The seminar plans to bring together experts, industry people, NGO representatives and practitioners from development agencies and high level policy makers from Bangladesh and USA. Participants will include representatives from Bangladesh Garment Manufacturers and Exporters Association (BGMEA) and Bangladesh Knitwear Manufacturers and Exporters Association (BKMEA), workers rights groups, international organizations such as the ILO, United Nations Agencies, and representatives from international financial institutions.
The organizing committee welcomes papers and presentations dealing with aspects of the global economy, garment industry, trade and development in the context of Bangladesh garments and apparel industry and the role of international community and development partners.
The day-long seminar is being organized jointly by SAI, Harvard University Center for Environment and International Sustainable Development Institute (ISDI), Inc. and South Asian students and professionals at Harvard Medical School, HSPH, Harvard Law School and Harvard College.
For further information, please contact:
Mohammed Iqbal Yousuf, Coordinator
A day-long symposium sponsored by the American Overseas Research Centers (CAORC) in Madison, Wisconsin, October 16, 2014. In the study of extreme weather and disasters, there is a common thread that sews together the patchwork of South Asia. This regional symposium proposed for 2014 will bring together scientists, planners, and scholars of social science and humanities to examine the best available projections highlighting the impact of extreme weather and possible responses to it. Submit proposals by Friday, May 16, 2014.
THAAP is a forum of academics and professionals dedicated to improving the state of education, particularly in the field of Arts, Architecture and Culture. November 7-9, 2014, Lahore, Pakistan. Send papers by May 15, 2014.
SAI’s Annual Symposium, ”South Asia Regionalism: Workshops on Shared Challenges and the Way Forward’ will take the form of workshops to highlight’s SAI’s ongoing multi-year interfaculty research projects. April 24 & 25, 2014, Charles Hotel, Cambridge, MA.
Tarun Khanna, Jorge Paulo Lemann Professor at Harvard Business School, talks about how emerging markets throw up opportunities and why these very triggers may turn into impediments.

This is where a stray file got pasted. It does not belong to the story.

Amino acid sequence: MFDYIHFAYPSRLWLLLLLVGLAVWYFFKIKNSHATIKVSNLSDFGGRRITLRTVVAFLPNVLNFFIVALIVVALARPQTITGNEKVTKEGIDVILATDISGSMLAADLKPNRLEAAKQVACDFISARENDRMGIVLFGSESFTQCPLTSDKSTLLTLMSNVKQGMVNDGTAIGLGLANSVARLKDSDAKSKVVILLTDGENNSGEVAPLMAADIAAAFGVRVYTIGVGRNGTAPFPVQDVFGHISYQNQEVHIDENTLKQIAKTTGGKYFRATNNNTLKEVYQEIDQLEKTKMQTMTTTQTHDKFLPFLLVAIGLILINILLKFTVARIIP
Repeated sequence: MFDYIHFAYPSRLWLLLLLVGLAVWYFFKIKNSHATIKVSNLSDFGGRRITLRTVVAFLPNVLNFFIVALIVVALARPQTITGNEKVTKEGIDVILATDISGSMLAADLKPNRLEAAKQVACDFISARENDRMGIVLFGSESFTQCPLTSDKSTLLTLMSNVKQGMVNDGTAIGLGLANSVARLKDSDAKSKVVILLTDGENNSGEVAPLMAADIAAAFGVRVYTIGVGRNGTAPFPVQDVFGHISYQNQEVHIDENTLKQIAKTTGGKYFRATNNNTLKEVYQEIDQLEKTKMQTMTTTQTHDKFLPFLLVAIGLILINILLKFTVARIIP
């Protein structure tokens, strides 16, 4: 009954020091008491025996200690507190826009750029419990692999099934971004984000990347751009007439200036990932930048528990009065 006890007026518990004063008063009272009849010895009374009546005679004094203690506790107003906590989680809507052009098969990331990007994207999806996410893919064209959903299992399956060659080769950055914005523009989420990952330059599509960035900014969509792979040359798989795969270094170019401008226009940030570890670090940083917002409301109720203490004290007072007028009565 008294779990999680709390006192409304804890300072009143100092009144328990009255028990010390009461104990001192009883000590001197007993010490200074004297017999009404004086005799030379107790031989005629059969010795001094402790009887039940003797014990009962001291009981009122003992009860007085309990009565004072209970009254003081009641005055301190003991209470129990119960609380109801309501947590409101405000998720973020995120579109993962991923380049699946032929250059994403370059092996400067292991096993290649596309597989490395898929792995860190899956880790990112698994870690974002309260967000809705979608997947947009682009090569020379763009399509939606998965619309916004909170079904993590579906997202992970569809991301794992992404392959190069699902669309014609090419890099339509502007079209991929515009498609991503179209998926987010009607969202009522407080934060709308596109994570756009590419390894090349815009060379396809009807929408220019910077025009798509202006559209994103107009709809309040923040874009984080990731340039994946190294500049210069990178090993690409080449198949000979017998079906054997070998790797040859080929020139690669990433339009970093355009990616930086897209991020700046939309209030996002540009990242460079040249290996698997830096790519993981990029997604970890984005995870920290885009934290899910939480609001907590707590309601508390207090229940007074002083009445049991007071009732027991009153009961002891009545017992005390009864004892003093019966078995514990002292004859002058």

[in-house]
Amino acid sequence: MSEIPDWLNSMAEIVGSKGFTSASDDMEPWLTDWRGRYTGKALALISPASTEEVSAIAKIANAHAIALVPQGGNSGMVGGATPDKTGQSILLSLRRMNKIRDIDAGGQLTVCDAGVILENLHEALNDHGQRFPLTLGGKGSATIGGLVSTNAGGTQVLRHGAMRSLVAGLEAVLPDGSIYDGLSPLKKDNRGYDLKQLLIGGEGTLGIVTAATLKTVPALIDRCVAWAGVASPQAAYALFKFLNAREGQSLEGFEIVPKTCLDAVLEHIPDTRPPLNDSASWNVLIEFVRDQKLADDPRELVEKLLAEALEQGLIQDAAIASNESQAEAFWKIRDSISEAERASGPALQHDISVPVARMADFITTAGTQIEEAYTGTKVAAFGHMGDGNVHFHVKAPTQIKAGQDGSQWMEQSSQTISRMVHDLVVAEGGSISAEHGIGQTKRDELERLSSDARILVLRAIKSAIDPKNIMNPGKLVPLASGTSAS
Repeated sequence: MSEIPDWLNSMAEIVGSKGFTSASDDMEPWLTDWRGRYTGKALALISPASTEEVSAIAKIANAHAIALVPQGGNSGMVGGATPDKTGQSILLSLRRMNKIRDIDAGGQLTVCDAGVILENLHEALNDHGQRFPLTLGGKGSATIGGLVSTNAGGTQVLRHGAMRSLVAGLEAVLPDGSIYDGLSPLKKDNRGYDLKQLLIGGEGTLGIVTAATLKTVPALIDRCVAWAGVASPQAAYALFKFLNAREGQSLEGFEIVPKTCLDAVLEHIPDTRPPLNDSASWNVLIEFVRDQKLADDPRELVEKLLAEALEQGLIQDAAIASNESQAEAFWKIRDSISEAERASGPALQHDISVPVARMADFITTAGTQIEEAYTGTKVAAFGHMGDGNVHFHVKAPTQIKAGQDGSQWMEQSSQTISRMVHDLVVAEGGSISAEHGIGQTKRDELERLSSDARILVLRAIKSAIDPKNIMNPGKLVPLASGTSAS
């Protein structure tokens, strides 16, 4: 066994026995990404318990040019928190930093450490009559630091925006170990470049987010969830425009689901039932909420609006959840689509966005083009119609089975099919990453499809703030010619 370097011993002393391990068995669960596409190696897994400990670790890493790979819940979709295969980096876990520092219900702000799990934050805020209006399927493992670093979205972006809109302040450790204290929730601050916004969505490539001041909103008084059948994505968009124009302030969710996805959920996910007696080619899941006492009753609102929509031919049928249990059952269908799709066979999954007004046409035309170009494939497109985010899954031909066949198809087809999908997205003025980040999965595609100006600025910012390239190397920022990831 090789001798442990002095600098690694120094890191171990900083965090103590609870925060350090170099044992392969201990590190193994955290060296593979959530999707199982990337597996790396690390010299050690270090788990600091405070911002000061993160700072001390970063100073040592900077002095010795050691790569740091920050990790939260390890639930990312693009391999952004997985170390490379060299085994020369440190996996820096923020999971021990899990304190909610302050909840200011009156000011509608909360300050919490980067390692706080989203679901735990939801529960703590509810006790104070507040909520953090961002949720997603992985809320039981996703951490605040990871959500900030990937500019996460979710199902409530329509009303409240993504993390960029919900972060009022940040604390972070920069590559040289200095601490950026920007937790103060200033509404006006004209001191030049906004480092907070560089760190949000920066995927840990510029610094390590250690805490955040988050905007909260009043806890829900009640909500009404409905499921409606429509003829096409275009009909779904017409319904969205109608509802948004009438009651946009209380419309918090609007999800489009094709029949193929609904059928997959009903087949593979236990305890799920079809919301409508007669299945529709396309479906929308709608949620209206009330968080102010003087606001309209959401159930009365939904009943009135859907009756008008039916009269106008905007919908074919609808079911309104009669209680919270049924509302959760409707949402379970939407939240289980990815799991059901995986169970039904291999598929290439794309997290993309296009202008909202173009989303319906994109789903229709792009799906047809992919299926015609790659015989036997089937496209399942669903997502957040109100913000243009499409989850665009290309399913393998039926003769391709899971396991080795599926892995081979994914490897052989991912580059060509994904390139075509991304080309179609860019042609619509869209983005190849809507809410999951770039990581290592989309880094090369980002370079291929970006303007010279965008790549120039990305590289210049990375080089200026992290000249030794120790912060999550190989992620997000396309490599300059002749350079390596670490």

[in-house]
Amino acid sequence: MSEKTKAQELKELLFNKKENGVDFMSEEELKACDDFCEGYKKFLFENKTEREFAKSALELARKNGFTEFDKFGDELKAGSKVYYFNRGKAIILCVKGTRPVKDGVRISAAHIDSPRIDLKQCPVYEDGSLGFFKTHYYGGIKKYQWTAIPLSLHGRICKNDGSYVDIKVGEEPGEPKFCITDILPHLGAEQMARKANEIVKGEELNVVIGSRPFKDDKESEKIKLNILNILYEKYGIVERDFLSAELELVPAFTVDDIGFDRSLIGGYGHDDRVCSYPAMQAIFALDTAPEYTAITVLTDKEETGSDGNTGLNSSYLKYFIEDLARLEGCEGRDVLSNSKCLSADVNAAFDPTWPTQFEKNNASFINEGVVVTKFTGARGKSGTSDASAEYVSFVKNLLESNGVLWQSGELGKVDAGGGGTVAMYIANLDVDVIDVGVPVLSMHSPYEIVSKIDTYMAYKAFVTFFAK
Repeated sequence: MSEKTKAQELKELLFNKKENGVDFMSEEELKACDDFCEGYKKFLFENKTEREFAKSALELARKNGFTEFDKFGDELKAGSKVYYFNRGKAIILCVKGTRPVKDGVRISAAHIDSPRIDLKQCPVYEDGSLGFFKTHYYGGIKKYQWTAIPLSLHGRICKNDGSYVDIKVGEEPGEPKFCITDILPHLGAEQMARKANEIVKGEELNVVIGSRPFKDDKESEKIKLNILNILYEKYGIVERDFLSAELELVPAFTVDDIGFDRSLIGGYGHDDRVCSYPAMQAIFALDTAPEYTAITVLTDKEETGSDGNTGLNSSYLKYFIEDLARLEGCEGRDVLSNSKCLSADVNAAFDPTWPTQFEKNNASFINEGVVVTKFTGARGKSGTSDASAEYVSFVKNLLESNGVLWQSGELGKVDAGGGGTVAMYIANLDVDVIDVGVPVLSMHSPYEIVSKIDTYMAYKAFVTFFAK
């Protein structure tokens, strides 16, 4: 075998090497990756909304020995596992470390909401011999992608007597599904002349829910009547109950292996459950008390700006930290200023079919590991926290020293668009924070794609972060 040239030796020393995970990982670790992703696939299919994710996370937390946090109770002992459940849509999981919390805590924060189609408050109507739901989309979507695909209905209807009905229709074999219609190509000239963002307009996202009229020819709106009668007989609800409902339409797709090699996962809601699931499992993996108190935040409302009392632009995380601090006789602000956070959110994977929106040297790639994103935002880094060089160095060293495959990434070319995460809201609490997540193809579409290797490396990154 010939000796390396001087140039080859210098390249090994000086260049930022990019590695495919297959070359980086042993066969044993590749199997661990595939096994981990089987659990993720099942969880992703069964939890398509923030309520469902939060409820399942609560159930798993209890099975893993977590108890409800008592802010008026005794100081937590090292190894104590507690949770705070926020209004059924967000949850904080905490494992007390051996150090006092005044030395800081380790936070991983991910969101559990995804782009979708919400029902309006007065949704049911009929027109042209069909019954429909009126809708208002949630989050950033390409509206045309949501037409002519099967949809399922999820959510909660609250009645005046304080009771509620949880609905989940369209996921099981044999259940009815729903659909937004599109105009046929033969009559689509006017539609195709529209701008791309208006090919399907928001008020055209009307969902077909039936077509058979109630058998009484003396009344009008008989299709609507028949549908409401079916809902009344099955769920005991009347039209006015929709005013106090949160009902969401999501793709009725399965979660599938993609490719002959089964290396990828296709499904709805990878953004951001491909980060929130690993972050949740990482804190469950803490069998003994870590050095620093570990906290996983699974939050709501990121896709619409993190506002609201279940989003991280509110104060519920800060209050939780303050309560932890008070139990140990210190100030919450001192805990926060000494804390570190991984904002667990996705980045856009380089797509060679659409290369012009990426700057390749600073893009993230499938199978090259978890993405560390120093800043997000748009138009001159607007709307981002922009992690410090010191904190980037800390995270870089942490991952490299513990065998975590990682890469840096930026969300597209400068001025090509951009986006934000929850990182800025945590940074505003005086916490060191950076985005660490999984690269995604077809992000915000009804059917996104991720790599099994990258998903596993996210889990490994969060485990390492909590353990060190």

[HYP]e aims to broaden access to the top American universities by providing motivated Indian students an extraordinary learning experience with the best tutors in the world. This is a job for creative thinkers and brilliant communicators.
Professor John Briscoe, a member of SAI’s Steering Committee, is named the 2014 Stockholm Water Prize Laureate for his unparalleled contributions to global and local water management, inspired by an unwavering commitment to improving the lives of people on the ground.
This course aims to introduce students to the basic grammatical structures of Modern Standard Hindi in the Devanagari script.
Tarun Khanna, Director of the South Asia Institute & Jorge Paulo Lemann Professor, Harvard Business School, wrote an op-ed in The Indian Express about corporate social responsibility, arguing that targeted investments should be driven by a knowledge of how CSR fits into company strategy.
Sir Fazle Hasan Abed, Founder and Chairperson of BRAC, will deliver the annual Mahindra Lecture on April 24, 2014, ‘Poverty and Development in South Asia.’
The Harvard-US India Initiative (HUII) Mentorship Program aims to connect Harvard students seeking to return to India with alums who have successfully done so.
Story South Asia, is a media startup focused on South Asian, and they are looking for contributors to write opinion pieces about South Asia. They are looking for opinion-editorials, travel pieces, book reviews, columns, interviews with pertinent people from the region,and blogposts.
The South Asia Institute was feature in a story in the Harvard Gazette, published on March 14, 2014. The story profiles SAI’s growing involvement in Pakistan, and the Contemporary South Asian City Conference in Karachi in January.
The Programs in Religious Studies and South Asian Studies at Brandeis University seek to hire a Lecturer to teach a course on Hinduism or Religions in South Asia—or another related course in the instructor’s specialty—in the fall of 2014. Candidates must have a PhD or be an advanced doctoral student and have previous teaching experience
TCF is a professionally managed, non-profit organization set up in 1995 by a group of citizens concerned with the dismal state of education in Pakistan. Deadline for application is April 15, 2014.